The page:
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Abstract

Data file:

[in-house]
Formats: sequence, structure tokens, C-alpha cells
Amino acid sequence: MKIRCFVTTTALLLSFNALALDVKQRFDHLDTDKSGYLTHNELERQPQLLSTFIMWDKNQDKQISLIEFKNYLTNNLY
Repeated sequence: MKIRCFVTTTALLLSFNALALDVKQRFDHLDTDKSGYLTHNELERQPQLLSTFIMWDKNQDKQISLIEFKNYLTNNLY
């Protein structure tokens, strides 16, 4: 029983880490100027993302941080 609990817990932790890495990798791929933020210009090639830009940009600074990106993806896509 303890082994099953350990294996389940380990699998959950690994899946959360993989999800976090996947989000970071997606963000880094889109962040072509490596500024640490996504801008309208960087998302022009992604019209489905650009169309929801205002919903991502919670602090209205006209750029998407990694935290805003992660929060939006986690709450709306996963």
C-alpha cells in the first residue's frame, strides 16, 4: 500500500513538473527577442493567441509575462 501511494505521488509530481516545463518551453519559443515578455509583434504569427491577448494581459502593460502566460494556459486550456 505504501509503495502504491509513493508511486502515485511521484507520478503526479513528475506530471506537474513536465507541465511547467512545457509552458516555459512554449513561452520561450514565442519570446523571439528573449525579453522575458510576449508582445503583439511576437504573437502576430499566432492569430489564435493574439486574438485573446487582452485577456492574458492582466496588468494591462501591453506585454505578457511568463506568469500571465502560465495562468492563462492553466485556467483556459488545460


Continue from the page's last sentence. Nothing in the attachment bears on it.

This paper examines the inequality in the restaurant industry in America. It focuses specifically on the tipped minimum wages in different states compared to the real minimum wage and looks into the gender and racial inequality present in restaurants. The first section analyzes the history of tipping and what it has become in the United States. The paper then moves to describe different struggles that tipped workers in the restaurant industry have to face. The paper also discusses different arguments to raising the tipped minimum wage and compares states with a tipped minimum wage and states without a tipped minimum wage. The paper looks at a Massachusetts state law specifically to analyze how the state is trying to protect tipped workers but is actually contributing to inequality among workers and the ethnic and gender minority cycle in tipped work. The final section describes different movements restaurant workers have started and the battles they have won as well as restaurant owners who have decided to join in the restaurant reform movement. The paper concludes with suggestions for consumers to help the fight and explains why the livelihood of tipped workers in the restaurant industry should and does matter to all American customers. This paper examines the inequality in the restaurant industry in America. It focuses specifically on the tipped minimum wages in different states compared to the real minimum wage and looks into the gender and racial inequality present in restaurants. The first section analyzes the history of tipping and what it has become in the United States. The paper then moves to describe different struggles that tipped workers in the restaurant industry have to face. The paper also discusses different arguments to raising the tipped minimum wage and compares states with a tipped minimum wage and states without a tipped minimum wage. The paper looks at a Massachusetts state law specifically to analyze how the state is trying to protect tipped workers but is actually contributing to inequality among workers and the ethnic and gender minority cycle in tipped work. The final section describes different movements restaurant workers have started and the battles they have won as well as restaurant owners who have decided to join in the restaurant reform movement. The paper concludes with suggestions for consumers to help the fight and explains why the livelihood of tipped workers in the restaurant industry should and does matter to all American customers.